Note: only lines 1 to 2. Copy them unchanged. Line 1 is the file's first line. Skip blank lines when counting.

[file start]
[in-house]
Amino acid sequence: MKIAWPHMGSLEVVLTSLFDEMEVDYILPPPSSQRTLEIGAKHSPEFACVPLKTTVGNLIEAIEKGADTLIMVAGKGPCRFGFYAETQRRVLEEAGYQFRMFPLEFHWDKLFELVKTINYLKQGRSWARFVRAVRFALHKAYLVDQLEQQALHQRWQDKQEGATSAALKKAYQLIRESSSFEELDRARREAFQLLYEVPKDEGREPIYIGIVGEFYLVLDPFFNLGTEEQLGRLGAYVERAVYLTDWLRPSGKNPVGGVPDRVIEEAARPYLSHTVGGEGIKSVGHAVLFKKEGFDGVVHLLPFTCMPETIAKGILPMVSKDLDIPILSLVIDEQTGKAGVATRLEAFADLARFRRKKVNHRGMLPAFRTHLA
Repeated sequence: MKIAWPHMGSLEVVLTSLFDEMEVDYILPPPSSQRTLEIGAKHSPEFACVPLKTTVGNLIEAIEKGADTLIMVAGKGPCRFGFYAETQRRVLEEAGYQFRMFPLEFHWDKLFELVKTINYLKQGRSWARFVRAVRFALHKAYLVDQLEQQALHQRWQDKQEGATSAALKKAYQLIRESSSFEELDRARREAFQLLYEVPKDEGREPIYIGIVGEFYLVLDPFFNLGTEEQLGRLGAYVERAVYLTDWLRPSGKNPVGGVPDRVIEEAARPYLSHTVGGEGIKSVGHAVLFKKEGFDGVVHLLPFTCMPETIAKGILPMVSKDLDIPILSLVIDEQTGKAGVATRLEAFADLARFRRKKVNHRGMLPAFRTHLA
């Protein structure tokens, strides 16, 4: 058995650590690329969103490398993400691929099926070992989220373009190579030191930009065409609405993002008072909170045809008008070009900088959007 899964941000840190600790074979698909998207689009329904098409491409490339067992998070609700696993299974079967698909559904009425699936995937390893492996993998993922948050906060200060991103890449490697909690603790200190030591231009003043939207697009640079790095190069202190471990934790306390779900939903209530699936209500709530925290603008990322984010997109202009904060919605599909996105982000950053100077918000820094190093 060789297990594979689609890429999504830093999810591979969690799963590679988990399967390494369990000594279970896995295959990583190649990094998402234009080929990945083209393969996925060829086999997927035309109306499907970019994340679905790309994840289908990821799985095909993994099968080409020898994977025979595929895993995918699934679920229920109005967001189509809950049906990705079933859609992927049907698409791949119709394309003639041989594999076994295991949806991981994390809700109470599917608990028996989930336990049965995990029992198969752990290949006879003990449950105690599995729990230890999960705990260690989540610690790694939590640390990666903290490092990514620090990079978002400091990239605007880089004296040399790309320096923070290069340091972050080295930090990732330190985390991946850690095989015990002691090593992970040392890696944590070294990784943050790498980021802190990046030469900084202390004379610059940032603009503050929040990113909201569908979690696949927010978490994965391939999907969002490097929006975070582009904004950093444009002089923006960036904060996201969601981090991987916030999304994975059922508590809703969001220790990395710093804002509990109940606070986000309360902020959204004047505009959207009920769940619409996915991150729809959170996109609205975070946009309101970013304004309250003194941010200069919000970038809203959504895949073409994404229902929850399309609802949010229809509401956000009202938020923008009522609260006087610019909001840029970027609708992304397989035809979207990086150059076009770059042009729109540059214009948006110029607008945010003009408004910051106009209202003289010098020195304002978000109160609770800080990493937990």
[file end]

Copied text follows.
[in-house]
Amino acid sequence: MKIAWPHMGSLEVVLTSLFDEMEVDYILPPPSSQRTLEIGAKHSPEFACVPLKTTVGNLIEAIEKGADTLIMVAGKGPCRFGFYAETQRRVLEEAGYQFRMFPLEFHWDKLFELVKTINYLKQGRSWARFVRAVRFALHKAYLVDQLEQQALHQRWQDKQEGATSAALKKAYQLIRESSSFEELDRARREAFQLLYEVPKDEGREPIYIGIVGEFYLVLDPFFNLGTEEQLGRLGAYVERAVYLTDWLRPSGKNPVGGVPDRVIEEAARPYLSHTVGGEGIKSVGHAVLFKKEGFDGVVHLLPFTCMPETIAKGILPMVSKDLDIPILSLVIDEQTGKAGVATRLEAFADLARFRRKKVNHRGMLPAFRTHLA